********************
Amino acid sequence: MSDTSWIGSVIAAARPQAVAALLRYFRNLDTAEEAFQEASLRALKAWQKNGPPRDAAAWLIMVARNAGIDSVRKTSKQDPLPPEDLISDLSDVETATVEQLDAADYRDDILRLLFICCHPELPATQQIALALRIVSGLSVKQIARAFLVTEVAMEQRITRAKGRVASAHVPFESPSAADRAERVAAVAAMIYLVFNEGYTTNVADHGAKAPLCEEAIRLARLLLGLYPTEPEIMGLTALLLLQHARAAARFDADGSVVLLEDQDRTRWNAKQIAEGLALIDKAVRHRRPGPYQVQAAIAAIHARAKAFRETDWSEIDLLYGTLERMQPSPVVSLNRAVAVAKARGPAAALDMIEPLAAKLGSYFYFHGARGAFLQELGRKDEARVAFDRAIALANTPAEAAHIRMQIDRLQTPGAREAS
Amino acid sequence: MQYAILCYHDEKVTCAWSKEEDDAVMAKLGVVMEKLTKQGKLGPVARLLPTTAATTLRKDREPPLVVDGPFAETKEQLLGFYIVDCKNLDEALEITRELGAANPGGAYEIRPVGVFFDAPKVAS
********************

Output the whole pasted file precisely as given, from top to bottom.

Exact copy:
Amino acid sequence: MSDTSWIGSVIAAARPQAVAALLRYFRNLDTAEEAFQEASLRALKAWQKNGPPRDAAAWLIMVARNAGIDSVRKTSKQDPLPPEDLISDLSDVETATVEQLDAADYRDDILRLLFICCHPELPATQQIALALRIVSGLSVKQIARAFLVTEVAMEQRITRAKGRVASAHVPFESPSAADRAERVAAVAAMIYLVFNEGYTTNVADHGAKAPLCEEAIRLARLLLGLYPTEPEIMGLTALLLLQHARAAARFDADGSVVLLEDQDRTRWNAKQIAEGLALIDKAVRHRRPGPYQVQAAIAAIHARAKAFRETDWSEIDLLYGTLERMQPSPVVSLNRAVAVAKARGPAAALDMIEPLAAKLGSYFYFHGARGAFLQELGRKDEARVAFDRAIALANTPAEAAHIRMQIDRLQTPGAREAS
Amino acid sequence: MQYAILCYHDEKVTCAWSKEEDDAVMAKLGVVMEKLTKQGKLGPVARLLPTTAATTLRKDREPPLVVDGPFAETKEQLLGFYIVDCKNLDEALEITRELGAANPGGAYEIRPVGVFFDAPKVAS